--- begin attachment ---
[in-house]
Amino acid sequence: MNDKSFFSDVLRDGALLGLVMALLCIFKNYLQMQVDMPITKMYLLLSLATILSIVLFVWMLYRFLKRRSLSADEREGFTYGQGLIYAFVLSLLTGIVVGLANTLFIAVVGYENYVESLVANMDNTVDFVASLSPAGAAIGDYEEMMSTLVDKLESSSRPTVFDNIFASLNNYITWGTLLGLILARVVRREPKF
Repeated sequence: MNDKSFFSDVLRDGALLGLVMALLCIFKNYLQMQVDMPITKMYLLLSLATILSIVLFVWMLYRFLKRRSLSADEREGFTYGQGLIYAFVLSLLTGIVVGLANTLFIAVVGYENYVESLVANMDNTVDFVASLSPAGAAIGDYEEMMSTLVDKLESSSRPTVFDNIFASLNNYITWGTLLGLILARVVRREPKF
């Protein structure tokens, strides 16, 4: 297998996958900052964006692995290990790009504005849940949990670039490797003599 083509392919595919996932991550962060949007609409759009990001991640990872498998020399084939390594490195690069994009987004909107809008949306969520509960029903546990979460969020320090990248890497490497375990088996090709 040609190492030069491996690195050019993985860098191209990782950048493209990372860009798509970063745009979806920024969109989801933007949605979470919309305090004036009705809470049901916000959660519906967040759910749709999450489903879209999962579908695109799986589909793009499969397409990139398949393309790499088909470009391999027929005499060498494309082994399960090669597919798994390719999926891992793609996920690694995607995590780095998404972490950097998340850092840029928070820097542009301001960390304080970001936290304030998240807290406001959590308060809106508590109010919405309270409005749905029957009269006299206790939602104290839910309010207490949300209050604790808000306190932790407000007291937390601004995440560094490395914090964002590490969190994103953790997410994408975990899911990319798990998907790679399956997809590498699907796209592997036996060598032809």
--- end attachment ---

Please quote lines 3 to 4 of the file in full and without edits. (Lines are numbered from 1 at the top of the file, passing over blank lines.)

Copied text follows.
Repeated sequence: MNDKSFFSDVLRDGALLGLVMALLCIFKNYLQMQVDMPITKMYLLLSLATILSIVLFVWMLYRFLKRRSLSADEREGFTYGQGLIYAFVLSLLTGIVVGLANTLFIAVVGYENYVESLVANMDNTVDFVASLSPAGAAIGDYEEMMSTLVDKLESSSRPTVFDNIFASLNNYITWGTLLGLILARVVRREPKF
């Protein structure tokens, strides 16, 4: 297998996958900052964006692995290990790009504005849940949990670039490797003599 083509392919595919996932991550962060949007609409759009990001991640990872498998020399084939390594490195690069994009987004909107809008949306969520509960029903546990979460969020320090990248890497490497375990088996090709 040609190492030069491996690195050019993985860098191209990782950048493209990372860009798509970063745009979806920024969109989801933007949605979470919309305090004036009705809470049901916000959660519906967040759910749709999450489903879209999962579908695109799986589909793009499969397409990139398949393309790499088909470009391999027929005499060498494309082994399960090669597919798994390719999926891992793609996920690694995607995590780095998404972490950097998340850092840029928070820097542009301001960390304080970001936290304030998240807290406001959590308060809106508590109010919405309270409005749905029957009269006299206790939602104290839910309010207490949300209050604790808000306190932790407000007291937390601004995440560094490395914090964002590490969190994103953790997410994408975990899911990319798990998907790679399956997809590498699907796209592997036996060598032809």